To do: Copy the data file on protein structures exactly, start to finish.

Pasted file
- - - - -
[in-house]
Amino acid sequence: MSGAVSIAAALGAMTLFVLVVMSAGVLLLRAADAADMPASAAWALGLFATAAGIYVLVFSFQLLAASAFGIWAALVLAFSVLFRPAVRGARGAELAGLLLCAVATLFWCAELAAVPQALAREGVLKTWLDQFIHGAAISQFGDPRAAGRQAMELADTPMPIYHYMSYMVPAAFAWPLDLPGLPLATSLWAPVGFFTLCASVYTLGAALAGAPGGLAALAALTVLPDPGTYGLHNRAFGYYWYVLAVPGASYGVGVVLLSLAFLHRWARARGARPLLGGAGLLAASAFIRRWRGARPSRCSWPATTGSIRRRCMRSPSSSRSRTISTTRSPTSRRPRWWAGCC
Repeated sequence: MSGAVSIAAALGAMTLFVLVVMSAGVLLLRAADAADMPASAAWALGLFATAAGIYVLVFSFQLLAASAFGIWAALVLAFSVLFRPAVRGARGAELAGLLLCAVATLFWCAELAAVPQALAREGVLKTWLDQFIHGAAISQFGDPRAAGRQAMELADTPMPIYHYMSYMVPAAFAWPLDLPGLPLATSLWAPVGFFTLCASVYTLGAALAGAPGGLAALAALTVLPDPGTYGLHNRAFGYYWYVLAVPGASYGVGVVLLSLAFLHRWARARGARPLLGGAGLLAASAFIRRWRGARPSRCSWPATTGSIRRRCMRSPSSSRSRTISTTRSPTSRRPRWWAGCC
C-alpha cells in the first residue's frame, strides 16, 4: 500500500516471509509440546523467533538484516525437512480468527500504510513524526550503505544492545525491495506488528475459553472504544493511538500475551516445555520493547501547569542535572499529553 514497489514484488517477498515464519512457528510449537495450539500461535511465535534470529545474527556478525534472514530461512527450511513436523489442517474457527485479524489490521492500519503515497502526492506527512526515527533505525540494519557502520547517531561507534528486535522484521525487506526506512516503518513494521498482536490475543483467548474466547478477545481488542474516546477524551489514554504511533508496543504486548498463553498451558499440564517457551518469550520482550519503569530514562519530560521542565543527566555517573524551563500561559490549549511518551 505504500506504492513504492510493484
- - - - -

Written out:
[in-house]
Amino acid sequence: MSGAVSIAAALGAMTLFVLVVMSAGVLLLRAADAADMPASAAWALGLFATAAGIYVLVFSFQLLAASAFGIWAALVLAFSVLFRPAVRGARGAELAGLLLCAVATLFWCAELAAVPQALAREGVLKTWLDQFIHGAAISQFGDPRAAGRQAMELADTPMPIYHYMSYMVPAAFAWPLDLPGLPLATSLWAPVGFFTLCASVYTLGAALAGAPGGLAALAALTVLPDPGTYGLHNRAFGYYWYVLAVPGASYGVGVVLLSLAFLHRWARARGARPLLGGAGLLAASAFIRRWRGARPSRCSWPATTGSIRRRCMRSPSSSRSRTISTTRSPTSRRPRWWAGCC
Repeated sequence: MSGAVSIAAALGAMTLFVLVVMSAGVLLLRAADAADMPASAAWALGLFATAAGIYVLVFSFQLLAASAFGIWAALVLAFSVLFRPAVRGARGAELAGLLLCAVATLFWCAELAAVPQALAREGVLKTWLDQFIHGAAISQFGDPRAAGRQAMELADTPMPIYHYMSYMVPAAFAWPLDLPGLPLATSLWAPVGFFTLCASVYTLGAALAGAPGGLAALAALTVLPDPGTYGLHNRAFGYYWYVLAVPGASYGVGVVLLSLAFLHRWARARGARPLLGGAGLLAASAFIRRWRGARPSRCSWPATTGSIRRRCMRSPSSSRSRTISTTRSPTSRRPRWWAGCC
C-alpha cells in the first residue's frame, strides 16, 4: 500500500516471509509440546523467533538484516525437512480468527500504510513524526550503505544492545525491495506488528475459553472504544493511538500475551516445555520493547501547569542535572499529553 514497489514484488517477498515464519512457528510449537495450539500461535511465535534470529545474527556478525534472514530461512527450511513436523489442517474457527485479524489490521492500519503515497502526492506527512526515527533505525540494519557502520547517531561507534528486535522484521525487506526506512516503518513494521498482536490475543483467548474466547478477545481488542474516546477524551489514554504511533508496543504486548498463553498451558499440564517457551518469550520482550519503569530514562519530560521542565543527566555517573524551563500561559490549549511518551 505504500506504492513504492510493484